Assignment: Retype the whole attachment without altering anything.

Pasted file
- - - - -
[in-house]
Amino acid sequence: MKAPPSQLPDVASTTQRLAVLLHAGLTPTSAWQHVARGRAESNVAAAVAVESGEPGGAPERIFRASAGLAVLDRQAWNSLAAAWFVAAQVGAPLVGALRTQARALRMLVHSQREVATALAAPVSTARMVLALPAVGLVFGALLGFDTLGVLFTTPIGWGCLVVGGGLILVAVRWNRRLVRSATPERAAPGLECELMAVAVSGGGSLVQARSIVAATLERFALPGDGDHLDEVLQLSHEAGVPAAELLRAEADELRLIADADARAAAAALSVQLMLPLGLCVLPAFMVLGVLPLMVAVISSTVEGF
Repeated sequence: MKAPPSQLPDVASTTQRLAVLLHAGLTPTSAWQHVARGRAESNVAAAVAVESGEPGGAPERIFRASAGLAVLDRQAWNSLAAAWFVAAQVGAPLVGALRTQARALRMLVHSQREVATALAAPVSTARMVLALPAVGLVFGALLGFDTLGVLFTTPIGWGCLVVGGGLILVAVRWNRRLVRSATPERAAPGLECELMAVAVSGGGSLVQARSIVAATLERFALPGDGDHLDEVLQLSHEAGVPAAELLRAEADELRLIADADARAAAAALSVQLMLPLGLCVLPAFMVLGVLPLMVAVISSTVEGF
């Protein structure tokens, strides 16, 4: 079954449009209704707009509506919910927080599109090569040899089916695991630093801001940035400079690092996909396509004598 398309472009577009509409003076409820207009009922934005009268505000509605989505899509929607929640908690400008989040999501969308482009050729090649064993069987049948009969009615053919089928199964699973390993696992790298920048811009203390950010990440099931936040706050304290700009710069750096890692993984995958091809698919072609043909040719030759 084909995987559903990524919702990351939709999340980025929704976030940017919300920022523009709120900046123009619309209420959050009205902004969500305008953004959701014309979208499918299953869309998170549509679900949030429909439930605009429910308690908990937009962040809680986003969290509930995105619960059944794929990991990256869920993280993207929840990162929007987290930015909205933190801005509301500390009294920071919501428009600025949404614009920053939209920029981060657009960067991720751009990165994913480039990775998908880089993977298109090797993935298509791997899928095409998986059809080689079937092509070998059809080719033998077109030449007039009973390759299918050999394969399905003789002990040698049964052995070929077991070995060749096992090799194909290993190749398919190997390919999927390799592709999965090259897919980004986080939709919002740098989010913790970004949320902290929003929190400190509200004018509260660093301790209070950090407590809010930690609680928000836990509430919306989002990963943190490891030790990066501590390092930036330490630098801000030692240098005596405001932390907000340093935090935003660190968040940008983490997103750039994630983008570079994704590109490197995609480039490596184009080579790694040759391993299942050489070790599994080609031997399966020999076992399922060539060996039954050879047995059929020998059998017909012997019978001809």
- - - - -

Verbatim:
[in-house]
Amino acid sequence: MKAPPSQLPDVASTTQRLAVLLHAGLTPTSAWQHVARGRAESNVAAAVAVESGEPGGAPERIFRASAGLAVLDRQAWNSLAAAWFVAAQVGAPLVGALRTQARALRMLVHSQREVATALAAPVSTARMVLALPAVGLVFGALLGFDTLGVLFTTPIGWGCLVVGGGLILVAVRWNRRLVRSATPERAAPGLECELMAVAVSGGGSLVQARSIVAATLERFALPGDGDHLDEVLQLSHEAGVPAAELLRAEADELRLIADADARAAAAALSVQLMLPLGLCVLPAFMVLGVLPLMVAVISSTVEGF
Repeated sequence: MKAPPSQLPDVASTTQRLAVLLHAGLTPTSAWQHVARGRAESNVAAAVAVESGEPGGAPERIFRASAGLAVLDRQAWNSLAAAWFVAAQVGAPLVGALRTQARALRMLVHSQREVATALAAPVSTARMVLALPAVGLVFGALLGFDTLGVLFTTPIGWGCLVVGGGLILVAVRWNRRLVRSATPERAAPGLECELMAVAVSGGGSLVQARSIVAATLERFALPGDGDHLDEVLQLSHEAGVPAAELLRAEADELRLIADADARAAAAALSVQLMLPLGLCVLPAFMVLGVLPLMVAVISSTVEGF
């Protein structure tokens, strides 16, 4: 079954449009209704707009509506919910927080599109090569040899089916695991630093801001940035400079690092996909396509004598 398309472009577009509409003076409820207009009922934005009268505000509605989505899509929607929640908690400008989040999501969308482009050729090649064993069987049948009969009615053919089928199964699973390993696992790298920048811009203390950010990440099931936040706050304290700009710069750096890692993984995958091809698919072609043909040719030759 084909995987559903990524919702990351939709999340980025929704976030940017919300920022523009709120900046123009619309209420959050009205902004969500305008953004959701014309979208499918299953869309998170549509679900949030429909439930605009429910308690908990937009962040809680986003969290509930995105619960059944794929990991990256869920993280993207929840990162929007987290930015909205933190801005509301500390009294920071919501428009600025949404614009920053939209920029981060657009960067991720751009990165994913480039990775998908880089993977298109090797993935298509791997899928095409998986059809080689079937092509070998059809080719033998077109030449007039009973390759299918050999394969399905003789002990040698049964052995070929077991070995060749096992090799194909290993190749398919190997390919999927390799592709999965090259897919980004986080939709919002740098989010913790970004949320902290929003929190400190509200004018509260660093301790209070950090407590809010930690609680928000836990509430919306989002990963943190490891030790990066501590390092930036330490630098801000030692240098005596405001932390907000340093935090935003660190968040940008983490997103750039994630983008570079994704590109490197995609480039490596184009080579790694040759391993299942050489070790599994080609031997399966020999076992399922060539060996039954050879047995059929020998059998017909012997019978001809």